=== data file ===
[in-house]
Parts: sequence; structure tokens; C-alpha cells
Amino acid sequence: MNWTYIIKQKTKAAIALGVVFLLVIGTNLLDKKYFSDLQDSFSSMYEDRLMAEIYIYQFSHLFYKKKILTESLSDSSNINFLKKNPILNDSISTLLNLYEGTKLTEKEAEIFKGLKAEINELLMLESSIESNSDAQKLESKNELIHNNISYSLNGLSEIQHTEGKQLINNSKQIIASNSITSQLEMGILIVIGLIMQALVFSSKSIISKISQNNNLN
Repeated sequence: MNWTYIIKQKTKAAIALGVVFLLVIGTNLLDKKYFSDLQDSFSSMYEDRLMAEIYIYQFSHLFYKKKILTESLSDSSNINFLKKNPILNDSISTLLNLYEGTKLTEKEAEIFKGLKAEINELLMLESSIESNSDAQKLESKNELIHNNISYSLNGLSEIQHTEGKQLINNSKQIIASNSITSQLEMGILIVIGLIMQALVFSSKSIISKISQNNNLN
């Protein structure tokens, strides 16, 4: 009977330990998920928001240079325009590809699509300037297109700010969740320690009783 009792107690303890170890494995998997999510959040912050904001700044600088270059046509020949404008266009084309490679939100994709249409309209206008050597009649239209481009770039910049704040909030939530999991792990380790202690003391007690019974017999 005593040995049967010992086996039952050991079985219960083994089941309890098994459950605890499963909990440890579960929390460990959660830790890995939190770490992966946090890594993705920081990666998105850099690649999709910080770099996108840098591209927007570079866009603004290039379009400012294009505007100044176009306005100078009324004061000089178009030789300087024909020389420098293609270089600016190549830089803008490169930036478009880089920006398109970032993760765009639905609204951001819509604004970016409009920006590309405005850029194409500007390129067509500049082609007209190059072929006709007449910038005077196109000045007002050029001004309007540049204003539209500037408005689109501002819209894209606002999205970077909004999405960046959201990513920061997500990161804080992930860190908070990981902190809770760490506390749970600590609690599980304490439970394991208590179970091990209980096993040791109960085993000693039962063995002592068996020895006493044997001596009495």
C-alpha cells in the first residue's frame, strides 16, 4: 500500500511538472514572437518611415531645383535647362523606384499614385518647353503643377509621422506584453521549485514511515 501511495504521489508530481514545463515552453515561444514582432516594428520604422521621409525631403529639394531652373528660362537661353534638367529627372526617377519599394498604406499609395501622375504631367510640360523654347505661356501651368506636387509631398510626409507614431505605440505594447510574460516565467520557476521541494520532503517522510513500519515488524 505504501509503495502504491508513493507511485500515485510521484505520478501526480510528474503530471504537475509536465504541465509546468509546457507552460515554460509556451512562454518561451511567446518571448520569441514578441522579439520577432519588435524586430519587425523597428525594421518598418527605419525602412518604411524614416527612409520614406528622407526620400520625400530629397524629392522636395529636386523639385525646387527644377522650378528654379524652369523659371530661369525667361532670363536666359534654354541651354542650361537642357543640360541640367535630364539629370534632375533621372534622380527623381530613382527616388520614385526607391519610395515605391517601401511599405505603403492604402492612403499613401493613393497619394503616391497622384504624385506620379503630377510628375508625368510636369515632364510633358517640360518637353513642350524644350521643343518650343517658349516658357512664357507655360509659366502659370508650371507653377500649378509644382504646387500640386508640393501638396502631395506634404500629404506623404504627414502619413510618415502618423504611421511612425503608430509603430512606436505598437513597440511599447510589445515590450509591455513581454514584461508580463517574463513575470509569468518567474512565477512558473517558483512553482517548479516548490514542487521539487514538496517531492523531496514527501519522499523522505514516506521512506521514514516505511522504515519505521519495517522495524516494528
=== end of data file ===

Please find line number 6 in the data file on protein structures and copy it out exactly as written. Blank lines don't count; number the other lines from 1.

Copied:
C-alpha cells in the first residue's frame, strides 16, 4: 500500500511538472514572437518611415531645383535647362523606384499614385518647353503643377509621422506584453521549485514511515 501511495504521489508530481514545463515552453515561444514582432516594428520604422521621409525631403529639394531652373528660362537661353534638367529627372526617377519599394498604406499609395501622375504631367510640360523654347505661356501651368506636387509631398510626409507614431505605440505594447510574460516565467520557476521541494520532503517522510513500519515488524 505504501509503495502504491508513493507511485500515485510521484505520478501526480510528474503530471504537475509536465504541465509546468509546457507552460515554460509556451512562454518561451511567446518571448520569441514578441522579439520577432519588435524586430519587425523597428525594421518598418527605419525602412518604411524614416527612409520614406528622407526620400520625400530629397524629392522636395529636386523639385525646387527644377522650378528654379524652369523659371530661369525667361532670363536666359534654354541651354542650361537642357543640360541640367535630364539629370534632375533621372534622380527623381530613382527616388520614385526607391519610395515605391517601401511599405505603403492604402492612403499613401493613393497619394503616391497622384504624385506620379503630377510628375508625368510636369515632364510633358517640360518637353513642350524644350521643343518650343517658349516658357512664357507655360509659366502659370508650371507653377500649378509644382504646387500640386508640393501638396502631395506634404500629404506623404504627414502619413510618415502618423504611421511612425503608430509603430512606436505598437513597440511599447510589445515590450509591455513581454514584461508580463517574463513575470509569468518567474512565477512558473517558483512553482517548479516548490514542487521539487514538496517531492523531496514527501519522499523522505514516506521512506521514514516505511522504515519505521519495517522495524516494528